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Bike News

Weekly Update: New rider panel video, Cedar St, MPO meeting

It’s the first week of June. In a normal year, yesterday you would have enjoyed Ride the Drive, and this morning you’d have visited your first Bike Station to start into Madison Bike Week. But this year is anything but normal. There is still a little hope that we’ll be able to do Madison Bike Week in some form or shape in September this, but it’s hard to make predictions. We’ll keep you posted.

Last week City Engineering hosted a public meeting about Cedar, South, High Streets and W Wingra Drive. This area will be redeveloped, with new housing, a SSM Health clinic, and a new grocery store. You can find the meeting presentation here. From a bike perspective, there were questions about the proposed bike facilities on the new portion of Cedar Street: There will be painted bike lanes, but on one side of the street they will be next to on-street parking, creating a “door zone bike lane.” Another question raised was about the median island on Park Street, meant to prevent through traffic on Cedar Street. One resident pointed out that this would make it more difficult for people walking and biking to get across Park St.

On Friday, the City of Madison hosted a virtual panel discussion, “When I started biking.” The pandemic has motivated a lot of people to either get back on the bike or start biking for the first time. If you missed the video (or know a new rider who may be interested), a recording is available on our Facebook page. Thanks to Pepe Barros, one of our former board members and now a City employee, for organizing the panel:

On Wednesday, the Madison Area Transportation Planning Board (also known as “the MPO”) is meeting virtually. One agenda item is a presentation of the recently adopted Dane County Climate Action Plan. Transportation is one important topic in the report, as emissions from that sector account for 29% of greenhouse gas emissions in our county. A lot of the report talks about electric vehicles, but there is also an acknowledgment that vehicle miles traveled need to be reduced as well. It’s good see mention of phenomena like induced demand (where building new or expanded highways leads to more driving, not congestion relief), and the need for regional transit, better land use, and active transportation. Full meeting agenda and materials here.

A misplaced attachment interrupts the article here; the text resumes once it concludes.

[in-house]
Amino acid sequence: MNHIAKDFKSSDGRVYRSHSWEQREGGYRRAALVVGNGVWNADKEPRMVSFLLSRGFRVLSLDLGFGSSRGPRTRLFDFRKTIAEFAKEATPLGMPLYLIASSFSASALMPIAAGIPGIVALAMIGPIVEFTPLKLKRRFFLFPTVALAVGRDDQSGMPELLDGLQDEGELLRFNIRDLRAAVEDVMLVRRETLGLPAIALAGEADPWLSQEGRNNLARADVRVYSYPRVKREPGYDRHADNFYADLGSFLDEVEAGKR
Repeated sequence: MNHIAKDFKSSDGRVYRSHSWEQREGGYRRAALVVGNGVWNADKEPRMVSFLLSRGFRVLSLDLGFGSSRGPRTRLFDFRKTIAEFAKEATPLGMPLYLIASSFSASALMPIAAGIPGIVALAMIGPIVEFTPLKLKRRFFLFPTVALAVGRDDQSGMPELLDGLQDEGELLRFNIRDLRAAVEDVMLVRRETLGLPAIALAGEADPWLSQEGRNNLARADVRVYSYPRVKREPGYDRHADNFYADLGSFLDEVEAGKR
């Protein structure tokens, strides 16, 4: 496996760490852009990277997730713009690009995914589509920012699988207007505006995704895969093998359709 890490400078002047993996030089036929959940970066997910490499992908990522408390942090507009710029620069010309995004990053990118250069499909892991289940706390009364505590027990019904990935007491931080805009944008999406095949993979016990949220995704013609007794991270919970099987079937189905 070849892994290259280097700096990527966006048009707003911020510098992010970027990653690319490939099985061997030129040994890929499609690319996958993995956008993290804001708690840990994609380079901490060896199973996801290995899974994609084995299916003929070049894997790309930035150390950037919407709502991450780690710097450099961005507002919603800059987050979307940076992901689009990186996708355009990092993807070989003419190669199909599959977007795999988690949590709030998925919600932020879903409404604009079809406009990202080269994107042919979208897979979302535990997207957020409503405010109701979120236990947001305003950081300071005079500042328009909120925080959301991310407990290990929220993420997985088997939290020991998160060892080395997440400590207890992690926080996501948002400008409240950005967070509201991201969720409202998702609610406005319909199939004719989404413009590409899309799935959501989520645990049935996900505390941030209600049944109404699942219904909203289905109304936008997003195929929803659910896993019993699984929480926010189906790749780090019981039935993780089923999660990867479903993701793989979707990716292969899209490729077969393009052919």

Screenshot from the Climate Action Plan

As always, you can find an overview of all bike events on our Community Bike Calendar. Email us at info@madisonbikes.org to add your events. And if you value our newsletter and other work, consider donating to Madison Bikes. For construction updates, check out the city’s Bike Madison page.

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Bike News

A difficult post to write

Madison Bikes is a bike advocacy organization, and I was scheduled to write one of our weekly posts “about all things bike in Madison.” But on a day like today, I find it difficult to care and write much about this city meeting or that “open street.” (we’ll still have a weekly update tomorrow). I’m full of grief and anger. The following is a personal post and not a Madison Bikes position statement.

In Minneapolis, a city not far from Madison, police officers killed a black man, George Floyd. And George Floyd’s death is only one in an unbearably long list of Black people killed by police. And let’s not pretend this doesn’t happen in Madison. In 2015 a Madison Police Department officer killed Tony Robinson, an unarmed black teenager.

What does this have to do with bikes? Madison Bikes has a vision of a city where anyone can bike conveniently and comfortably to any place in the city. But who is that “anyone”? “Convenient and comfortable” for whom? Is a “protected bike lane” or an “open street” truly protected or open for people for Black people, Indigenous people, and people of color (BIPOC) — like Ahmaud Arbery, who was shot and killed while out for a run? Is Vision Zero, the idea to eliminate all serious injuries and fatalities in the transportation system, worthwhile if it relies on police enforcement, which has been shown again and again to be racially biased, and too often ends up with a BIPOC person dead or arrested?

I grapple with these and similar questions a lot, in my personal activism, my role as a member of the city’s Transportation Commission, and of course in my role as president of Madison Bikes. And part of finding answers is to try to listen to and learn from those for whom these questions are less abstract than me. No matter how uncomfortable that may be. In that spirit, I will share some recent writings.

Our Streets Minneapolis (formerly the Minneapolis Bicycle Coalition) issued this “Statement on George Floyd, white supremacy, and our work.”

Confronting Power and Privilege” by Tamika Butler (Director of Equity and Inclusion at Toole Design)